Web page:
Good Advice From the World Bank -- With Some Exceptions


This is the VOA Special English Development Report.

The World Bank lends money to developing countries but also considers itself a "knowledge bank." Its advice can influence government policies as well as its own future policies.

The question is, how valuable is that advice? Not even the bank's chief economist, Senior Vice President Francois Bourguignon, could answer that.

So he asked a group of economists, led by Angus Deaton at Princeton University, to do an independent study. They examined all research activities carried out by the World Bank between nineteen ninety-eight and two thousand five.

Last September, they reported finding many valuable studies. But they also found that advice from the bank was not always balanced. They said the bank sometimes gave greater weight to information that supported its positions and ignored other findings.

Professor Deaton tells us this was especially true with research on the relationship between globalization and poverty reduction. He says the bank has a right to defend its own policies. But he says untested research cannot be used as evidence that policies work.

Over the years, the World Bank has been a research leader in measuring poverty and inequality. Still, the economists found some studies poorly organized or based on old research methods. They also found the bank's Web site difficult to use.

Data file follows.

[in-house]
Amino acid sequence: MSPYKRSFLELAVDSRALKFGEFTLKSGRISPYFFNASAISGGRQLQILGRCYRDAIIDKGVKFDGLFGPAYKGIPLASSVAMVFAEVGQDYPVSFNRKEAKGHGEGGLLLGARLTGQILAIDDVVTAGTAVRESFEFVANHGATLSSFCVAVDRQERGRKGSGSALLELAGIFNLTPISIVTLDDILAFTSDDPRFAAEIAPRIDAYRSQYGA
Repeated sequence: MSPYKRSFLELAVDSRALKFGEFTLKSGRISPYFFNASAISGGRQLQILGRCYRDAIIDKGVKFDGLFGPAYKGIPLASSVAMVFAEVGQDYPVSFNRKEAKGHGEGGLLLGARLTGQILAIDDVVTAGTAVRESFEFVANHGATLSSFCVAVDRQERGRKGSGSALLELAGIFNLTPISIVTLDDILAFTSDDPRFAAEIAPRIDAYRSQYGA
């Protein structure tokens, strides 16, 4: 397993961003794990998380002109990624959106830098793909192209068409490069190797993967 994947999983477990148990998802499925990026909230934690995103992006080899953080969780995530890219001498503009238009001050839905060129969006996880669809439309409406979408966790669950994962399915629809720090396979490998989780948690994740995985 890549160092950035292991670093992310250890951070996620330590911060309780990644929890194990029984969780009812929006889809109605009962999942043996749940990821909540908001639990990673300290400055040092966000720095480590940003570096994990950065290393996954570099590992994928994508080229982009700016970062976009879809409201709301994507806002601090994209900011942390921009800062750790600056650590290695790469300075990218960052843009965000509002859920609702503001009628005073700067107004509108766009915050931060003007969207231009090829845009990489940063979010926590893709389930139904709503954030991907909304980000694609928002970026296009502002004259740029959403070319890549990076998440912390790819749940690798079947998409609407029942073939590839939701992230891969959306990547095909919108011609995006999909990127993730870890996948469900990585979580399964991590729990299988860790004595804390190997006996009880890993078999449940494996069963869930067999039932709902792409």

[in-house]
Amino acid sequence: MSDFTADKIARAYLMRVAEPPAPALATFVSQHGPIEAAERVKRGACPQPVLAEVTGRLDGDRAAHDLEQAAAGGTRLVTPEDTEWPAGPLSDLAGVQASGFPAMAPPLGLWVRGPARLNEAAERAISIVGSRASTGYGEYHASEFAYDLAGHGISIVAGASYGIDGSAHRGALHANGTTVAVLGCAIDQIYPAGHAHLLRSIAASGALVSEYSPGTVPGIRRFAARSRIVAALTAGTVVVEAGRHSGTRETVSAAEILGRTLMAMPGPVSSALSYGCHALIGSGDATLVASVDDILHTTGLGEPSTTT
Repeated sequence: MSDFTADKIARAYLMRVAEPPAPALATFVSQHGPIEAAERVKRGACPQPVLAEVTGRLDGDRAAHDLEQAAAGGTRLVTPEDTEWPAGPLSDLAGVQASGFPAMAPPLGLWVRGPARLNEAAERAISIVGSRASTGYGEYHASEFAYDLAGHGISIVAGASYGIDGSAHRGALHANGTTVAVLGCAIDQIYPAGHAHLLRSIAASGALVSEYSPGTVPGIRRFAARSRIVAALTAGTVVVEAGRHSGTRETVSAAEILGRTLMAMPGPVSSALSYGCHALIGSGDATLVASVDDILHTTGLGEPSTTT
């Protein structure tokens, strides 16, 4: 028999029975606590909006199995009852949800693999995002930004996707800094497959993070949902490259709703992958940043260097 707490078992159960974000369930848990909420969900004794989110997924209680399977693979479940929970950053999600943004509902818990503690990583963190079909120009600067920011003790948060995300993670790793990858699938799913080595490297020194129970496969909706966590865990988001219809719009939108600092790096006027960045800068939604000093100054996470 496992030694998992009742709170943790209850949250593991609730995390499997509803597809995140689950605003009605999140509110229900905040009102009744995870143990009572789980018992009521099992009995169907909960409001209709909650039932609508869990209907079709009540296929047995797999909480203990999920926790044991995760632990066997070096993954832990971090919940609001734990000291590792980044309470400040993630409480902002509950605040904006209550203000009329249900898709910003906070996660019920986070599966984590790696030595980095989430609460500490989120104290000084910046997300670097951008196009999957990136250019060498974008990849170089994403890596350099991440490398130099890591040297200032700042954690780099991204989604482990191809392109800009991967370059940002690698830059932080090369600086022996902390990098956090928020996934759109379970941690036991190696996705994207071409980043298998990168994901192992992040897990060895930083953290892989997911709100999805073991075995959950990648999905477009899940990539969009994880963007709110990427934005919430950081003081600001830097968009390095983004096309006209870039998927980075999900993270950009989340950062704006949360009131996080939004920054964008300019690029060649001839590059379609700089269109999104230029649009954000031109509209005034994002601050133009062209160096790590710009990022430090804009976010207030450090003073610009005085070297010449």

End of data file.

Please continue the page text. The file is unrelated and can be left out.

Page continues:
Angus Deaton says the bank needs a research-based ability to learn from its projects and policies. Without that, he says, it cannot remain the world's leading development agency.

The report says the World Bank should create an independent research group, protected against any political influences. The bank now spends two and one-half percent of its administrative budget on research. Professor Deaton says this is too low, given all the research the bank has to do. He says the need for high-quality advice will only grow as the world becomes richer, and the need for lending shrinks.

Chief economist Francois Bourguignon says research at the bank is a complex process that requires compromises. Yet even with their criticisms, he noted that the economists rated sixty-one percent of the studies they read as being of higher quality. An additional twenty-eight percent were rated average.

He says the advice in the report will be extremely valuable to the bank.

And that's the VOA Special English Development Report, written by Jill Moss. For links to the report and the chief economist's response, go to WWW.51VOA.COM. I'm Steve Ember.